Bottle History

Schematics Screen Captures My References
Episode Listing Did you know? First Season Bottle Message Boards
Did you know?
...  The 1964 Jim Beam Decanter (a.k.a. the Jeannie bottle) was actually manufactured by Wheaton Glass Company of Millville, New Jersey
...  It is estimated that Wheaton Glass Company manufactured somewhere between 500,000 and 600,000 bottles for Jim Beam.
...  Beam's Choice was not the only whiskey to be bottled in the 1964 decanter ... Gilbey's & Spey Royale Scotch also used the same bottle.
... The design was inspired by (at the time) Jim Beam President Martin Lewin, who often took trips to Germany to see what the latest bottle manufacturers had come up with.  He returned to the U.S. and worked with an artist to come up with the famous Jeannie bottle design.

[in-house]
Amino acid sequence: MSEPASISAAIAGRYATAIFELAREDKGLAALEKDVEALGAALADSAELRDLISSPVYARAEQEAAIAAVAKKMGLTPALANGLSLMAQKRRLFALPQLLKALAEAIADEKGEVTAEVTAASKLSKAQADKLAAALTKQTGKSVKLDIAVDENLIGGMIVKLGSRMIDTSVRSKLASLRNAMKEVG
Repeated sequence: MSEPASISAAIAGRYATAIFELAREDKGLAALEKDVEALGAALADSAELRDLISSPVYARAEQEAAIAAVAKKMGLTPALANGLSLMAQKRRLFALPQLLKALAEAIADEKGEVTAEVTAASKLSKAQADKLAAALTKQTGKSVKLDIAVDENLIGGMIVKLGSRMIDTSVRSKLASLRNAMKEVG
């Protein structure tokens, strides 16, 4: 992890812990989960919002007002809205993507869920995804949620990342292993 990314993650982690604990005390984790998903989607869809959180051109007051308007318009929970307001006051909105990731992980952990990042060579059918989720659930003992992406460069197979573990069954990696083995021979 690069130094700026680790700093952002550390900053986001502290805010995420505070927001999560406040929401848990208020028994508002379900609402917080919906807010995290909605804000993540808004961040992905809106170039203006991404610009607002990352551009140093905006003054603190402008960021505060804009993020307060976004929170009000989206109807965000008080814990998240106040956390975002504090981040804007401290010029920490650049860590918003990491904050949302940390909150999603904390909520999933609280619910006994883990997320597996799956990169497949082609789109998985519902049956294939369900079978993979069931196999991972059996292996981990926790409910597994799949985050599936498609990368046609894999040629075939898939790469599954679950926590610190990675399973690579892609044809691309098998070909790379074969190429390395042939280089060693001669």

...  The artist responsible for designing the 1964 decanter was named Jack Becker (now deceased).
...  Roy Cramer (now deceased) designed the blueprints for the bottle (March 23, 1964) and is the man credited with making the design "work" by adjusting the bottle's dimensions to accommodate the correct volume of liquor that was to be put inside the bottle.
...  The serial numbers on the bottom of the 64 decanters read as follows ... D-334-119-64-*  with * being a number from 1 to 15.  D-334 is the customer permit number -- 1 represents an internal factory number -- 1964 is the year of manufacture  -- last number is the cavity number.  This refers to the number assigned to the mold used to cast the bottle.  A total of 15 cavities were used in the production of these bottles and they were not manufactured in a "series".
 ...  Robert Purcell is credited with designing the 2nd season bottle, and Screen Gems prop-man named "Mitch" (last name unknown) is the one who painted it.